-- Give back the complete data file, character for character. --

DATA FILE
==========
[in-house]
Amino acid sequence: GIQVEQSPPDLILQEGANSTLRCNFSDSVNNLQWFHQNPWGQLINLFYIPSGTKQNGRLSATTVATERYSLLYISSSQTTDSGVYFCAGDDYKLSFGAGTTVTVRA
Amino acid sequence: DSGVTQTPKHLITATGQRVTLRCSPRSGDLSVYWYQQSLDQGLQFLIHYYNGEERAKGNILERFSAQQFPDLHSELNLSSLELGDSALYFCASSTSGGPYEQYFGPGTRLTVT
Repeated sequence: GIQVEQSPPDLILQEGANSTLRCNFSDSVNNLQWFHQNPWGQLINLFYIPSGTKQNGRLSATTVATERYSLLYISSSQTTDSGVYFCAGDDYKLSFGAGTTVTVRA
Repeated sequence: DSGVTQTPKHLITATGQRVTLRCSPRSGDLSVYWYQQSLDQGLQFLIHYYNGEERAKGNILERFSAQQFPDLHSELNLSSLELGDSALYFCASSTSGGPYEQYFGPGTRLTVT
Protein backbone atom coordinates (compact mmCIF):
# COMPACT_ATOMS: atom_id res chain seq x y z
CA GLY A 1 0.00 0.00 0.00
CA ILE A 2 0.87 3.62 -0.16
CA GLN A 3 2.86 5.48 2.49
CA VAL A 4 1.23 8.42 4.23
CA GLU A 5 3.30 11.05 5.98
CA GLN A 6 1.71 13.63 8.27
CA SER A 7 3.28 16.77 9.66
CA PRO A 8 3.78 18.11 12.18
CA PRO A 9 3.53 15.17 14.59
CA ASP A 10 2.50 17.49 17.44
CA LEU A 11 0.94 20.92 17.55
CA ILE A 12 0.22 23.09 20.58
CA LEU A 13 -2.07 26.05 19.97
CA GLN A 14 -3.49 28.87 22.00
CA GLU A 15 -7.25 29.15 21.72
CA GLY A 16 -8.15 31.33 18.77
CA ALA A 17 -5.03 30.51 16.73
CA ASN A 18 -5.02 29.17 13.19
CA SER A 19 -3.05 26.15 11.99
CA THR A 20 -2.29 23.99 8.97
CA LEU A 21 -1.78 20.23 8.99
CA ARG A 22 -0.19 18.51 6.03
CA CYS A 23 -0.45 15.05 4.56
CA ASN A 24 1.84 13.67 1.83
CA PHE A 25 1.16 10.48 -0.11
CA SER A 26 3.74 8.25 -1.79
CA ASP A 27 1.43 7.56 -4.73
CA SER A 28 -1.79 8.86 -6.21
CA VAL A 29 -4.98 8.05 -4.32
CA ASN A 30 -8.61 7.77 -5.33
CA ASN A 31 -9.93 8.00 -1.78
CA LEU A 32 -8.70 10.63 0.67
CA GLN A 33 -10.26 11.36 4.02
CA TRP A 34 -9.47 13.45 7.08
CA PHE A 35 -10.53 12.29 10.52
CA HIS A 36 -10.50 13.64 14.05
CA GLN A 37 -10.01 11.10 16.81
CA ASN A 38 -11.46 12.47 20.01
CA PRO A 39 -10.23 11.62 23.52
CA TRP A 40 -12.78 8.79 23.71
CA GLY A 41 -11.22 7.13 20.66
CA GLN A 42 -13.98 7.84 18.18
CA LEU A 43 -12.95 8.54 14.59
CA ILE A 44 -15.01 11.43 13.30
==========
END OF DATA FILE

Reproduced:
[in-house]
Amino acid sequence: GIQVEQSPPDLILQEGANSTLRCNFSDSVNNLQWFHQNPWGQLINLFYIPSGTKQNGRLSATTVATERYSLLYISSSQTTDSGVYFCAGDDYKLSFGAGTTVTVRA
Amino acid sequence: DSGVTQTPKHLITATGQRVTLRCSPRSGDLSVYWYQQSLDQGLQFLIHYYNGEERAKGNILERFSAQQFPDLHSELNLSSLELGDSALYFCASSTSGGPYEQYFGPGTRLTVT
Repeated sequence: GIQVEQSPPDLILQEGANSTLRCNFSDSVNNLQWFHQNPWGQLINLFYIPSGTKQNGRLSATTVATERYSLLYISSSQTTDSGVYFCAGDDYKLSFGAGTTVTVRA
Repeated sequence: DSGVTQTPKHLITATGQRVTLRCSPRSGDLSVYWYQQSLDQGLQFLIHYYNGEERAKGNILERFSAQQFPDLHSELNLSSLELGDSALYFCASSTSGGPYEQYFGPGTRLTVT
Protein backbone atom coordinates (compact mmCIF):
# COMPACT_ATOMS: atom_id res chain seq x y z
CA GLY A 1 0.00 0.00 0.00
CA ILE A 2 0.87 3.62 -0.16
CA GLN A 3 2.86 5.48 2.49
CA VAL A 4 1.23 8.42 4.23
CA GLU A 5 3.30 11.05 5.98
CA GLN A 6 1.71 13.63 8.27
CA SER A 7 3.28 16.77 9.66
CA PRO A 8 3.78 18.11 12.18
CA PRO A 9 3.53 15.17 14.59
CA ASP A 10 2.50 17.49 17.44
CA LEU A 11 0.94 20.92 17.55
CA ILE A 12 0.22 23.09 20.58
CA LEU A 13 -2.07 26.05 19.97
CA GLN A 14 -3.49 28.87 22.00
CA GLU A 15 -7.25 29.15 21.72
CA GLY A 16 -8.15 31.33 18.77
CA ALA A 17 -5.03 30.51 16.73
CA ASN A 18 -5.02 29.17 13.19
CA SER A 19 -3.05 26.15 11.99
CA THR A 20 -2.29 23.99 8.97
CA LEU A 21 -1.78 20.23 8.99
CA ARG A 22 -0.19 18.51 6.03
CA CYS A 23 -0.45 15.05 4.56
CA ASN A 24 1.84 13.67 1.83
CA PHE A 25 1.16 10.48 -0.11
CA SER A 26 3.74 8.25 -1.79
CA ASP A 27 1.43 7.56 -4.73
CA SER A 28 -1.79 8.86 -6.21
CA VAL A 29 -4.98 8.05 -4.32
CA ASN A 30 -8.61 7.77 -5.33
CA ASN A 31 -9.93 8.00 -1.78
CA LEU A 32 -8.70 10.63 0.67
CA GLN A 33 -10.26 11.36 4.02
CA TRP A 34 -9.47 13.45 7.08
CA PHE A 35 -10.53 12.29 10.52
CA HIS A 36 -10.50 13.64 14.05
CA GLN A 37 -10.01 11.10 16.81
CA ASN A 38 -11.46 12.47 20.01
CA PRO A 39 -10.23 11.62 23.52
CA TRP A 40 -12.78 8.79 23.71
CA GLY A 41 -11.22 7.13 20.66
CA GLN A 42 -13.98 7.84 18.18
CA LEU A 43 -12.95 8.54 14.59
CA ILE A 44 -15.01 11.43 13.30